Linked by Thom Holwerda on Tue 26th Feb 2008 21:29 UTC
GNU, GPL, Open Source Richard Stallman, industry activist and founder of the Free Software Foundation has - once again - relinquished his role as maintainer of the phenomenally successful GNU Extensible, Customizable, Display Editor (Emacs). The news was slipped out on the Emacs developers' forum and Stallman explained his reasons in a later interview.
Thread beginning with comment 302606
To view parent comment, click here.
To read all comments associated with this story, please click here.
RE[6]: Comment by tyrione
by WereCatf on Wed 27th Feb 2008 13:59 UTC in reply to "RE[5]: Comment by tyrione"
WereCatf
Member since:
2006-02-15

So why has Linus's crew failed so miserably to write a complete Unix system, which they could rightfully call the "Linux operating system"? And why is Linus downplaying the significance of a project which has accomplished what they failed to do? Where's the Linux user land? And where are the Linux development tools? Well? It's 2008. And we're still waiting.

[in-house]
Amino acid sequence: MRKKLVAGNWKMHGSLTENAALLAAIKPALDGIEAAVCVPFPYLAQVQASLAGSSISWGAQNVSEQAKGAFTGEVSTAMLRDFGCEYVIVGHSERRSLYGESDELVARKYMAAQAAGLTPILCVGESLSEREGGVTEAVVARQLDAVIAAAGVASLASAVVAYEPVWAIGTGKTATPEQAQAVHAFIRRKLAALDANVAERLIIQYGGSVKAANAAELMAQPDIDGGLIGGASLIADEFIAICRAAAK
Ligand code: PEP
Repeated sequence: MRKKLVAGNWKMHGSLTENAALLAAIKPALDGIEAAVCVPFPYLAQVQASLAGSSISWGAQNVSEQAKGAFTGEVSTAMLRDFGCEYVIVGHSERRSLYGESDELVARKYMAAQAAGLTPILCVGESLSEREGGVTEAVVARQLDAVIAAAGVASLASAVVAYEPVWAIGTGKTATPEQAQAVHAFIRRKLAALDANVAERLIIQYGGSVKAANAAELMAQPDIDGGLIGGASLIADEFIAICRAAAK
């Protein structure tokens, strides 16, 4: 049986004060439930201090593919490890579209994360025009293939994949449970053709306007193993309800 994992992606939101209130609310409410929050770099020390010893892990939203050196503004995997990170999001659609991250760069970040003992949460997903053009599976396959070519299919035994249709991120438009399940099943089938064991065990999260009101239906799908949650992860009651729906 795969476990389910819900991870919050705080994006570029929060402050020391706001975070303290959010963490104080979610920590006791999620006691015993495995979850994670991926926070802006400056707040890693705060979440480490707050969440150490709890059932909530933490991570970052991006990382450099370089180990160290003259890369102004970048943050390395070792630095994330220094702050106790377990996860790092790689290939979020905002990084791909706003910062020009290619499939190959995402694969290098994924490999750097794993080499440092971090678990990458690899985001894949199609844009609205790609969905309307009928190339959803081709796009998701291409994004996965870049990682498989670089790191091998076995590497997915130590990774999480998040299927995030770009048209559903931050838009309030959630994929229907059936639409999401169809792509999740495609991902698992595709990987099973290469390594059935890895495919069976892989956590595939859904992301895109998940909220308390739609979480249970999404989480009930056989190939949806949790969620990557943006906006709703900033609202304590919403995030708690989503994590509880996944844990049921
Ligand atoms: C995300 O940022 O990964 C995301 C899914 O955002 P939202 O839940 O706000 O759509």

A note: Linus never had any intentions whatsoever of writing all the userland also. The plan was right from the beginning to port any existing software and use that. As such they haven't failed anything, they've achieved what they intended to. GNU Hurd however is a project that was set out to create a kernel along with userland. They still have a long way to go regarding the kernel.

Reply Parent Score: 2

RE[7]: Comment by tyrione
by sbergman27 on Wed 27th Feb 2008 15:41 in reply to "RE[6]: Comment by tyrione"
sbergman27 Member since:
2005-07-24

A note: Linus never had any intentions whatsoever of writing all the userland also. The plan was right from the beginning to port any existing software and use that. As such they haven't failed anything,


True. We're getting a bit off-track, though. The *real* point, in my opinion, is that Linus does not try to tell other people what they should call the software they use on their own computers. Nor does he insist that people take a "Torvaldsesque Pledge" before he will talk to them.

I think most of us are perfectly fine with the idea of various disparate groups coming together in synergy to produce something more powerful than the simple sum of its parts. It's only when one of those groups begins inisting that they are, in Orwellian terms, "more equal than ohers" that I begin to become concerned. And yes, a bit annoyed, as well.

Reply Parent Score: 3